This is clearly an issue with welding techniques. Temperatures near the edges can be too hot, especially near the edges that are thinner or free. You can also experience erratic movements, electrode error, holding an arc too long, blowing too fast, and not pausing enough on the toes.
When the weld fails to fuse with the base material, it is called a lack of fusion. Reduction in strength and failures are some of the effects of a bad weld.
Some causes of incomplete fusion include:
- Improper welding fusion.
- Failure to raise the base metal or the previously deposited weld material to its melting point during welding.
- Too slow of a travel speed can cause the welds to roll over the edges. This will trap slag in the gap between the base and the bead.
- The wrong angle of the electrode pushes the weld material over the slag.
- Stay within a reasonable speed, or set your amperage too high.
- Too long an arc allows the weld to fall off randomly.
During GAS welding, ARC welding, or other processes, molten metal (or non-metallic) material is splashed or scattered. Droplets are small to large pieces of hot material that stick to the base material or surrounding metal material. In some cases, they may fly off the workbench or other areas.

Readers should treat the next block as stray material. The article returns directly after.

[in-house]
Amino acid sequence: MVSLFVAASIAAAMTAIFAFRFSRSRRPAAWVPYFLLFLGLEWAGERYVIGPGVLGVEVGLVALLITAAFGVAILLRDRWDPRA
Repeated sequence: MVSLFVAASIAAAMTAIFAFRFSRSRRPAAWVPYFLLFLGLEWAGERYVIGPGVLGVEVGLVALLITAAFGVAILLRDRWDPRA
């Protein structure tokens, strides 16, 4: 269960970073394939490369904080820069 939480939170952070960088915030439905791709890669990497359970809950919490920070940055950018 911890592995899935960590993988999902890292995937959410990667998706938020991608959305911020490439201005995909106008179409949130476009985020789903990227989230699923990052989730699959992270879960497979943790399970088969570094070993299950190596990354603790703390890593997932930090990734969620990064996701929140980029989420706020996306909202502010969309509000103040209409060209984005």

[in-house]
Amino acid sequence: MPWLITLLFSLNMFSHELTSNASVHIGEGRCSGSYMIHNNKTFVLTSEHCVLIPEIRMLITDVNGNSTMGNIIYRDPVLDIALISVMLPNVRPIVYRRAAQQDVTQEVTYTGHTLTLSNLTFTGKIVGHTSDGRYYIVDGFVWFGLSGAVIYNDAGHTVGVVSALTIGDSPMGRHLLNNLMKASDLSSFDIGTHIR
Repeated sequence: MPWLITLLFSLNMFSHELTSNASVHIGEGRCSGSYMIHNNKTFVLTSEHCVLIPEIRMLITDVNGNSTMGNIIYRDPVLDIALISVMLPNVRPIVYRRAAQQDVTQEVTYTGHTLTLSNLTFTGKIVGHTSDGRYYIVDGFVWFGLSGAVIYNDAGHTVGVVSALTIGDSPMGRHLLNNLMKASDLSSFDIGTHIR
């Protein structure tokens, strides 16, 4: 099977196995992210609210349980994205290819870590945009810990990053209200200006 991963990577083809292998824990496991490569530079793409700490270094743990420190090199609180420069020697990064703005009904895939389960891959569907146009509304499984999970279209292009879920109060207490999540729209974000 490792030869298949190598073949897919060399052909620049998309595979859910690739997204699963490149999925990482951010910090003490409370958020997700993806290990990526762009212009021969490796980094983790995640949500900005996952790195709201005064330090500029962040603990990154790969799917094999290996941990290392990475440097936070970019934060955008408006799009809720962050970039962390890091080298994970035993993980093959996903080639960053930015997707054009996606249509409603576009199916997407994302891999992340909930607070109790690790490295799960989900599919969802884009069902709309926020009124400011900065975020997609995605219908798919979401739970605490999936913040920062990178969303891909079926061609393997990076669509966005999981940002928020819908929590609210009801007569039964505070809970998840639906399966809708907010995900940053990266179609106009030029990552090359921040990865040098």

The nozzle can become clogged with spatter, which can cause damage to the weld beads. The accumulation of spatter projections within the nozzle can cause injuries to the user and can make the cords unusable.
Here are some possible causes:
- Pool too hot or too cool
- Shielding gas is being used.
- Wire feed can be too high or low.
- Welding wire spools that are poorly wound.
- Welding wire stick out.
- Poor connections to the ground clamp
- Incorrect welding wire storage.
- High humidity in a wet environment
- Weld contamination includes dirty surfaces, oil, paint, and mill scale.
When the groove is too narrow or the weld metal doesn’t reach the bottom of a joint, it can cause incomplete penetration. It’s characterized by decreased strength and failure. It is similar to incomplete fusion. Insufficient heat input, improper joint preparation, improper shielding gas mixture, and improper welding wire diameter are all major causes. The wrong travel speed can even cause it.
Why You Should Not Try To Fix It Yourself?
Sometimes, the defects or issues with a weld might seem minor to a beginner welder. However, it’s important to remember that even minor defects can lead to major problems later on.
Especially when it comes to weld strength and safety, even the smallest of defects can become major problems. Even if you think you can fix the weld blemish, it’s always best to let a professional welder look at it and repair it if necessary. Services for welding and metal fabrication available in Young, New South, Wales, Australia, can help you with repairs that have to be done by professionals.
These are some of the joint weld defects you might encounter and their causes. Once you know what causes them, it becomes much easier to fix them. If you’re a do-it-yourselfer, these tips will help you save a lot of money on repairs. These tips will help you earn more money by completing better-quality welds if you’re a professional welder.